A woman comes into my apartment, and before we sit down and have a drink, she picks up a notebook sitting on my bookshelf. She gives me a glance, grabs it, and opens it up. I think about telling her not to open it, but what could be weirder than coming over to someone's apartment and for them to have stacks of mystery books? Suddenly, I can feel myself sinking, an overwhelming wave of dread and anxiety coursing through my body as I fall.
I should admit that I've never written diaries or journals. I suppose that when I travel, I keep travel journals, notes on what I've seen, how I felt about X, that I ate Y. But these really just seem like extensions of what I write normally, which is something far less categorizable.
There is a terror is that if I write a more conventional journal, I'll feel the need to write everything down in a more linear fashion, to shape the subjectivity of my experiences into something more diaristic and descriptive. Looking back, I will simply be annoyed at my dishonesty.
And there is a second terror that what I write will be nauseatingly immediate, lacking in perspective and analysis, embarrassing for its lack of context. I have had enough trouble beating myself up over my past, and I don't feel the need to nurture that tendency.
What both cases have in common is that they make me conscious of the fact of reading what I wrote at some point in the future. And so, as a result, I'll quite likely self-censor, and write for the person I will be in the future, not the person I am.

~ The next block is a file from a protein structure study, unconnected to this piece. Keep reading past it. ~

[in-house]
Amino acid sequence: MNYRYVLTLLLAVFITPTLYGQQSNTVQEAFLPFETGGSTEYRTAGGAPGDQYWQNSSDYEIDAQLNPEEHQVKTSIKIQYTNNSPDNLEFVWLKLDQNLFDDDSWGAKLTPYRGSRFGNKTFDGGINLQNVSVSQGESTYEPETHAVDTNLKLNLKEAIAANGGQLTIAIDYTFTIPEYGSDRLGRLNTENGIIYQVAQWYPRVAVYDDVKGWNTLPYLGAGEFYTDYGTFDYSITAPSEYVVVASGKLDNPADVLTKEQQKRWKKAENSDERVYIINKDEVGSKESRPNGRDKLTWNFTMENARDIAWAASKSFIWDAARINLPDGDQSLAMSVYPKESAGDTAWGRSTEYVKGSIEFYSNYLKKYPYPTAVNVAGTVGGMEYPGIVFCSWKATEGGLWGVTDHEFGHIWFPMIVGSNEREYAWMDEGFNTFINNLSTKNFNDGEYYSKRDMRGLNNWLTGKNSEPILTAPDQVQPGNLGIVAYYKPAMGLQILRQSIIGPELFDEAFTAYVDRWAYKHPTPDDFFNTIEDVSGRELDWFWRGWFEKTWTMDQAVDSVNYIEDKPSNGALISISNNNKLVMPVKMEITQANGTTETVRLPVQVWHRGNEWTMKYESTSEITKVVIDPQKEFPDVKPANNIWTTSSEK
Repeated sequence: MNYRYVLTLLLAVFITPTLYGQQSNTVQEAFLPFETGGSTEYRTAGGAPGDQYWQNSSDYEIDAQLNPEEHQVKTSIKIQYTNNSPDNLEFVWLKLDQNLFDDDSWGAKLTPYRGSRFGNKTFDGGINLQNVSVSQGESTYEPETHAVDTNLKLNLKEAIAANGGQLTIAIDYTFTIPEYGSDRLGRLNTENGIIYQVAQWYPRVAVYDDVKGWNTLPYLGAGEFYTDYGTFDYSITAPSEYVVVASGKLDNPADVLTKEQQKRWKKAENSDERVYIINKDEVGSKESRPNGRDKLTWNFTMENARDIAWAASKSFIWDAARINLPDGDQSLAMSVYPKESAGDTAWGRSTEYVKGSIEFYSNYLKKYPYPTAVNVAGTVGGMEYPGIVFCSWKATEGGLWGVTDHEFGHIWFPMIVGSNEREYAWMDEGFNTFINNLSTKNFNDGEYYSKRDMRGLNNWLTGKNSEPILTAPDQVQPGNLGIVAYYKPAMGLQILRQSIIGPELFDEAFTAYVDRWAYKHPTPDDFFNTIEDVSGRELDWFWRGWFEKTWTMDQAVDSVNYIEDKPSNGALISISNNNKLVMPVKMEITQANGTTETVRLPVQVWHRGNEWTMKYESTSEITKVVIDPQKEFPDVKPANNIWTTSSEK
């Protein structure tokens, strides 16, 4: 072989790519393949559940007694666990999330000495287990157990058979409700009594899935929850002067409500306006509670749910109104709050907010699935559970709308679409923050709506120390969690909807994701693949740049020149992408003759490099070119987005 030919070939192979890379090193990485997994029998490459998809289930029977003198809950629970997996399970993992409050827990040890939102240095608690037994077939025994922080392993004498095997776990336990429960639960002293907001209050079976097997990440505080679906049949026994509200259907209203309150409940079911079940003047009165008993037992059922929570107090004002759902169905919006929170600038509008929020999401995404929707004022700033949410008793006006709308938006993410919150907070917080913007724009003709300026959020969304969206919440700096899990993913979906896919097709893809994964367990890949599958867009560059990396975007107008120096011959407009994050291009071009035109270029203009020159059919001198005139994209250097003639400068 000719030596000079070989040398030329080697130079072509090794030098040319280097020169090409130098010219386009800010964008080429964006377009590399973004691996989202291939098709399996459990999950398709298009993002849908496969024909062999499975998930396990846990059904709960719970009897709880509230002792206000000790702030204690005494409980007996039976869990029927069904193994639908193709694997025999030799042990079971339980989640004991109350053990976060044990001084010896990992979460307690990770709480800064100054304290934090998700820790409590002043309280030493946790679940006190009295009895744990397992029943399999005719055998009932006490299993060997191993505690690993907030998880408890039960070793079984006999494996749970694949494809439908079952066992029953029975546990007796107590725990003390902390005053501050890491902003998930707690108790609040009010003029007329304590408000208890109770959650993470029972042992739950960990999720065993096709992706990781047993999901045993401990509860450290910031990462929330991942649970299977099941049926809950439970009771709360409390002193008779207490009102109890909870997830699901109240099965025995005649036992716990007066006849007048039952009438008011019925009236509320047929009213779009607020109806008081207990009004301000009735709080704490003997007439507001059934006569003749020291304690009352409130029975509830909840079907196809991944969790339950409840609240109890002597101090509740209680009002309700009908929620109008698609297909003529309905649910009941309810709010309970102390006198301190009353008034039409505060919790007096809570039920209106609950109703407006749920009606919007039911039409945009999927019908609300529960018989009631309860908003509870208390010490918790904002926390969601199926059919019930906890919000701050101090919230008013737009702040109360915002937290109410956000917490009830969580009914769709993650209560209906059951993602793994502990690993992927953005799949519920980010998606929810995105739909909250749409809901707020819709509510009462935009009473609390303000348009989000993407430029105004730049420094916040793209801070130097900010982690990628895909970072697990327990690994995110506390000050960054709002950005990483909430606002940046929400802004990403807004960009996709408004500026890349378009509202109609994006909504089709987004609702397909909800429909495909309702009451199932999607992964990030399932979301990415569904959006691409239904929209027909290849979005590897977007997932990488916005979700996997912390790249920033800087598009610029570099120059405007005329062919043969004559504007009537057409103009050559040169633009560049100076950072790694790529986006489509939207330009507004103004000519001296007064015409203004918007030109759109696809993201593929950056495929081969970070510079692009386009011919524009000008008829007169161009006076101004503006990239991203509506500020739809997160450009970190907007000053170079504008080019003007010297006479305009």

The German physicist and writer Georg Lichtenberg kept what he called the sudelbücher, and this is the term I prefer to use for what I do. The notebooks I keep are made up of false starts, failures, disjoints, flights into fiction of a thousand varieties, stray observations, philosophical pensées, witticisms, all the crap that forms a record of my life.
And, by virtue of their ephemerality, and also by the fact that I move around a lot, they don't need to be kept. They can be discarded, ripped apart, forgotten, left around. Because, with a lot of this writing, I often quite simply don't want to know what I was thinking.
It becomes too intimate, and when another person looks into the raw material, my memories suddenly become their territory, or worse, their entertainment.
This is perhaps unfashionable. We're expected to flog our mental states on the public market, neatly packaged on Twitter and Tumblr. To have glittering, personal interior worlds becomes doubly unusual and somewhat suspicious.
Yet I don't know what I'd do without them, and without the ability to engage the world via the material act of putting a shitty ballpoint pen to a piece of paper. I let the world see the fragments that seem to be worth sharing. The rest, no matter what a failure it is, is therapy.